The Use of Facebook for Family Communication
This comparative case study brings together research on social media use, specifically Facebook, in Romania and Canada. The purpose of the study is to investigate how grandmothers communicate with grandchildren who move far away from home. Considering Facebook as an emergent, global telecommunication practice, this study will widen the breadth of study on Facebook by including older adults as users of this technology.
Ageing is often accompanied by changes in social interactions, including family communication. In the context of today’s intensive global migration for work and study, older adults are often left behind when children or grandchildren move abroad. The lack of contact with family members can have detrimental impacts on their health and well-being. Information and communications technologies (ICTs), such as Facebook, might offer appropriate mechanisms to facilitate family bonding when their families are geographically dispersed. Furthermore, ICTs provide important incentive for grandparents to engage with social media to share photos and news from children and grandchildren, especially grandbabies. Given that older adults are living longer and healthier lives than ever before, grandparents have increasing opportunities to develop intergenerational relationships when their grandchildren grow and move away from home. When families are living apart, either in different countries or at great distances within the same country, ICTs can help families to develop a shared history and sense of social support among generations. Given the increased role of ICTs in society today, including increasing usage among older adults, it is vital, therefore, to develop a better understanding of the role that ICTs play in family communication experiences between grandparents and grandchildren.
To understand how grandmothers experience the use of Facebook as a tool to facilitate family communication with family members living abroad, Dr. Loredana Ivan and Dr. Shannon Hebblethwaite, along with postdoctoral researchers Alina Duduciuc and Corina Buzoianu, will conduct the research in Romania and Canada using an integrative methodology: 1) semi-structured interviews with women having a Facebook account and relevant family members (grandchildren) living far away from home; 2) content analysis of the Facebook profiles of the interviewed women (demographic info, # of ‘friends’, # of family members involved, frequency of use, etc.; 3) virtual ethnographic research (netnography) of a Facebook online group of older adults focusing on observing family members’ interactions, bonding, and support shared through Facebook. Netnography is a form of ethnographic research adapted to include the Internet’s influence on contemporary social worlds. Kozinets (2010) has published (through Sage Publications) a research primer on this emerging methodology that will guide our study. Findings will better illuminate the role that ICTs play in family communication across generations.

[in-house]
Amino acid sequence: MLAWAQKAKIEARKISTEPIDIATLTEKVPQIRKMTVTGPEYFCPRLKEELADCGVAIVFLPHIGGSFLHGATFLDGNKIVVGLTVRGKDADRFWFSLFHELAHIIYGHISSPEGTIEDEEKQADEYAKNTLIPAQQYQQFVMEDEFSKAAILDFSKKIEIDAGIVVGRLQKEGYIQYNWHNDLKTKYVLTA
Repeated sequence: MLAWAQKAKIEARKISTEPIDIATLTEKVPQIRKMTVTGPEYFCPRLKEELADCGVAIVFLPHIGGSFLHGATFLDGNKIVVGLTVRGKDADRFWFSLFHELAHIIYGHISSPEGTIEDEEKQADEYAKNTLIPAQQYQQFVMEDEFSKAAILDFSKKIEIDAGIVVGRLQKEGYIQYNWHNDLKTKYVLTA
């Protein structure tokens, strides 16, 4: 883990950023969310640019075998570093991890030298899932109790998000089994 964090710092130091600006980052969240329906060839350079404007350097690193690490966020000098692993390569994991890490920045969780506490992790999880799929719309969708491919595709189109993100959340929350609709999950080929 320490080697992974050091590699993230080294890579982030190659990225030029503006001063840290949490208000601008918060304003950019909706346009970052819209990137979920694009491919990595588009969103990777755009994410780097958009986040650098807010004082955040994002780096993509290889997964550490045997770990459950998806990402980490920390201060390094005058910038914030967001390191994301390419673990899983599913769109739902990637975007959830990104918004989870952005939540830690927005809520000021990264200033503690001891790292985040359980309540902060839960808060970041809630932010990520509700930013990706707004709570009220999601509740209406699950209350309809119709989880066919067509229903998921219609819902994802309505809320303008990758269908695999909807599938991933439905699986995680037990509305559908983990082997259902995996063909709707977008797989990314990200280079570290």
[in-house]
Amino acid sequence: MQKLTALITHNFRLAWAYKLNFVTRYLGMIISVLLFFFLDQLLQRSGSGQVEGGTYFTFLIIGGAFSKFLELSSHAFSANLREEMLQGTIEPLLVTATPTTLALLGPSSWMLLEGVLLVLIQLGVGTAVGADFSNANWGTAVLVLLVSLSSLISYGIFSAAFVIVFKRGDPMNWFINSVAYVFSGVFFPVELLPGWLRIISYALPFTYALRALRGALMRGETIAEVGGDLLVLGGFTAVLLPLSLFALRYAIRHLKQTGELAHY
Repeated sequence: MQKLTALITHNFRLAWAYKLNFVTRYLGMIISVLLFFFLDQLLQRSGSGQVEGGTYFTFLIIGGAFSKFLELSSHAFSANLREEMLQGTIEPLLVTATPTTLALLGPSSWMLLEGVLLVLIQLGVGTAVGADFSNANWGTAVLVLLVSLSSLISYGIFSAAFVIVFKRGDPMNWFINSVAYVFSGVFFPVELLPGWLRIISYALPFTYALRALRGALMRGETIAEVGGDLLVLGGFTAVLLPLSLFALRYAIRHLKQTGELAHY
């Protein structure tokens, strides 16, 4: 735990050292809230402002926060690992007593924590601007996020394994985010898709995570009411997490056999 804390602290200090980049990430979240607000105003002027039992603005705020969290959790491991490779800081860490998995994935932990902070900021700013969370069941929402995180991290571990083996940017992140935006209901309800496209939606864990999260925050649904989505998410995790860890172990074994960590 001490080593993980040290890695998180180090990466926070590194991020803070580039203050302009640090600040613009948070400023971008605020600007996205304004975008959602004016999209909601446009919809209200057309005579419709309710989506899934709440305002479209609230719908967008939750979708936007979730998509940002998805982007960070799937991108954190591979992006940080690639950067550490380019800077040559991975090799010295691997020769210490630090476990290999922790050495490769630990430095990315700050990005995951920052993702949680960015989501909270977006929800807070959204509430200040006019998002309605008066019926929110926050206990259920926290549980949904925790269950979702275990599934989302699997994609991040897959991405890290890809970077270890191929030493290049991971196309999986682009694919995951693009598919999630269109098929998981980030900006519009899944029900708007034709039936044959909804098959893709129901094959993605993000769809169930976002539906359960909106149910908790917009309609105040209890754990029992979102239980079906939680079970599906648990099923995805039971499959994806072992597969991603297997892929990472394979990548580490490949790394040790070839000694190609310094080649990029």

Loredana Ivan, National School of Political Studies and Public Administration
Shannon Hebblethwaite, Concordia University
National School of Political Studies and Public Administration
March 1 to March 7, 2015: Loredana Ivan in Montreal for a working trip with Shannon Hebblethwaite
April 23 to April 26, 2015: Poster presentation at the International Association of Gerontology and Geriatrics European Region Congress 2015 held in Dublin, Ireland
June 4, 2015: Shannon Hebblethwaite presents on Grannies on the Net as part of a ACT panel on Normativities of Age at the Canadian Communication Assocation, as part of Congress of the Humanities in Ottawa, Canada
June 4, 2015: Shannon Hebblethwaite is interviewed by CBC Homerun about her research project.